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  1. #1
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    Vertical center channel

    I've been meaning to bring this topic up again for a while and a few guys giving Harley grief over his center brought it back to mind. I mainly wanted to see how many have experimented with center placement and what your results may have been.

    My t2.1 fits horizontally on a shelf below my TV. As a side note it actually sounds better there than it did on top of my old RPTV, I think because below is closer to the level of the mains. Remember a short time back I bought a Klipsch Academy center, it did not fit on the shelf, so I thought what a good time to see how this vertical thing works. It worked very well. I was wondering if it was just the ability of the Academy or the placement. When I put the Dyn's back into place the t2.1 stood vertical and not back on the shelf. The t2.1 sounded better like that, vertically. I think some of it is to do with not being on a shelf and vertical is still even closer to the level of the mains. I'm sure to some extent it has to do with the drawbacks of horizontal placement as well. Just a couple of noticeable improvements the sound from the center was more open and dialog was easier to understand. In case any one wonders I did recalibrate when the Dyn's were put back into place, with the vertical center placement. If I could find a rubber block or something to get the center off the floor I'm sure the improvement would be even better. If my center goes much higher though it will be intruding on the screen. I could afford a couple inches though if I can find the right product or improvise.

  2. #2
    Forum Regular pixelthis's Avatar
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    Cool

    The only reason centers are wide is to spread the sound out over the length of the
    TV screen.
    Might sound better on end, because more high freq signals would be shooting towards you
    (they are highly directional). I WOULDN'T BLOCK THE SCREEN, even a tad.
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    I have never tried a D'Appolito speaker center channel in that manner. I always have had it vertical and it appears to sound correct in that manner for two reasons; one is speech because it emulates the verticalness of our mouths and second because it gives emphasis to the whole surround sound field. I have tried a two way(tweeter over woofer) set-up and I did not get the above results. My brother uses a Mirage Omnistat 5 channel system with one of the Omni's as a center channel. It appears to work well but I would really need to try one on my system to see if that would work better or worse than a D'App. In owning a few D'Apps, I noticed that some of them have two 4 ohm wooferswired in series and one that I have with two twelve ohm wired in parallel. The latter sounds not only better but correct in its phasing. The trouble is that you do not know what you are getting by looking at the speaker.as a whole till you open it up and test the DC resistance(many think this is not important but I assure you it is very important). Many years back, I made a 5 channel dynaquad system in my bedroom consisting of 5 Minimus 7s of which the center channel was one of them. I did get a rather extroadinary perfomance on dialog from dolby surround tracks but it would only work with the rear surrounds near my ceiling and on their sides to get the effect.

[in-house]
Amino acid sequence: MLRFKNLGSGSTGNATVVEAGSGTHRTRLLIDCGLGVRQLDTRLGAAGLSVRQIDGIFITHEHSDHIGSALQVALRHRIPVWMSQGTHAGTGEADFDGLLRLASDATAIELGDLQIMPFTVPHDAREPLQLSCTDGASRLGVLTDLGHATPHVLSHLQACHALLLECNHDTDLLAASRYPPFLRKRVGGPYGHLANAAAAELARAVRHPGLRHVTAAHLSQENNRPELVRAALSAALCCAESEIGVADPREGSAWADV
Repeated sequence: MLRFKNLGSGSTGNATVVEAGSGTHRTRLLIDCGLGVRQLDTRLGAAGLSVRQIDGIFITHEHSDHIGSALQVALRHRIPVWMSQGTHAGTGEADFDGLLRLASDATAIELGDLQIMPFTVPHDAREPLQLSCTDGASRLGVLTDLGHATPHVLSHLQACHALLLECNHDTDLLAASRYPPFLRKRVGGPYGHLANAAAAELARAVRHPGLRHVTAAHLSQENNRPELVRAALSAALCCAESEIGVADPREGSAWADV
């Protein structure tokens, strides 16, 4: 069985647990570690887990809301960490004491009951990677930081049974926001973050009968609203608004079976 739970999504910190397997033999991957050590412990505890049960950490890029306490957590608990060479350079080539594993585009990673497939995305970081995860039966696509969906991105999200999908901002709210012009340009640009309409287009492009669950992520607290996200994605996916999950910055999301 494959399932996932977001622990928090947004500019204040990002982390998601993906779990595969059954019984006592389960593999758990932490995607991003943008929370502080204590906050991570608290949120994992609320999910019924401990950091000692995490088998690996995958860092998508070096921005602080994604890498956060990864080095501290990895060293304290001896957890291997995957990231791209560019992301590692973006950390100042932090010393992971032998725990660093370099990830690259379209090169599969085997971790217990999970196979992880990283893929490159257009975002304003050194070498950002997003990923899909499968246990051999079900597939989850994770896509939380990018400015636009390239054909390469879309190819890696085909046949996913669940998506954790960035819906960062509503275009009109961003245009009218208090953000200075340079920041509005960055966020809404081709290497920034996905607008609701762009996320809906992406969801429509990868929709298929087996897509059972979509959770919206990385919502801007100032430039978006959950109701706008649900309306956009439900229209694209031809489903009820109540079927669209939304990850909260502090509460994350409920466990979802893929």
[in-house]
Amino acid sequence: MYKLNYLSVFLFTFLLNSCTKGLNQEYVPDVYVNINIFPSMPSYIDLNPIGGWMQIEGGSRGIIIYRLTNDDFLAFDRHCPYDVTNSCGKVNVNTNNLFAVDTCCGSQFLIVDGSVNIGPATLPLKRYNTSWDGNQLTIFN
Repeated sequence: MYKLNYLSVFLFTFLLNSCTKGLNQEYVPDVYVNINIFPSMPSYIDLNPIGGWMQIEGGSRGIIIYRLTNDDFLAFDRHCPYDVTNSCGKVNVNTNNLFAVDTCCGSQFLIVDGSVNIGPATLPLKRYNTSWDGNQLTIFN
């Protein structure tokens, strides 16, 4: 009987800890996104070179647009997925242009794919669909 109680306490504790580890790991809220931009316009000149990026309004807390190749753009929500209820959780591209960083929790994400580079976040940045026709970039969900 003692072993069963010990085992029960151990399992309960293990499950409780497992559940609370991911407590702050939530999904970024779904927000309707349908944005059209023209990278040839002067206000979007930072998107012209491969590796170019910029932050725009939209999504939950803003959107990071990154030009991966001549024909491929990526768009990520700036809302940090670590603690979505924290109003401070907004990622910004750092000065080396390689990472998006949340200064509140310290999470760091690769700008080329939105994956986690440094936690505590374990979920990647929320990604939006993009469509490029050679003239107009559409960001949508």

If you feel your soundfield is correct then continue doing what you are doing.

  4. #4
    Feel the Tempo eisforelectronic's Avatar
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    I use a standard bookshelf as a center speaker. I feel the single point source is actually more accurate than the wide dispersion pattern most centers seem to be designed for. I also think the only real reason centers are designed the way they are is just to make them easy to place below or above a tv.
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  5. #5
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    There is one kind of center channel speaker that I have not tried and that a very few manufacturers make. That is a vertical speaker but the woofer is in the center of the vertical and the tweeter is above it. I think the "box" design being vertical might play a role in center channel sound dispersement. The one good thing you know is that if you measure the dc resistance you should get something between 6 and 8 ohms that it will be in phase with the rest of your speakers.

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    I hope this link works. This could be a very nice answer to the original problem

    http://www.ohgizmo.com/2011/02/01/screendeck-a-shelf-for-your-tv-things/?utm_source=feedburner&utm_medium=feed&utm_campaign=Feed%3A+Ohgizmo+%28OhGizmo!%29

  7. #7
    Forum Regular Woochifer's Avatar
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    Basically, the horizontal center speaker with the WTW driver arrangement is a compromise that dates back to the CRT days. With a CRT taking up all that space in the middle, a horizontal speaker that could sit on top of a large TV cabinet was the lowest common denominator solution.

    With wall-mounted HDTVs, it's now possible to use three identical speakers across the entire front. That's the ideal solution. Tilting a WTW center speaker vertical is yet another compromise. If it sounds better than the horizontal position, then fine. But, it's still less than optimal.
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  8. #8
    ride a jet ski Tarheel_'s Avatar
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    Quote Originally Posted by Woochifer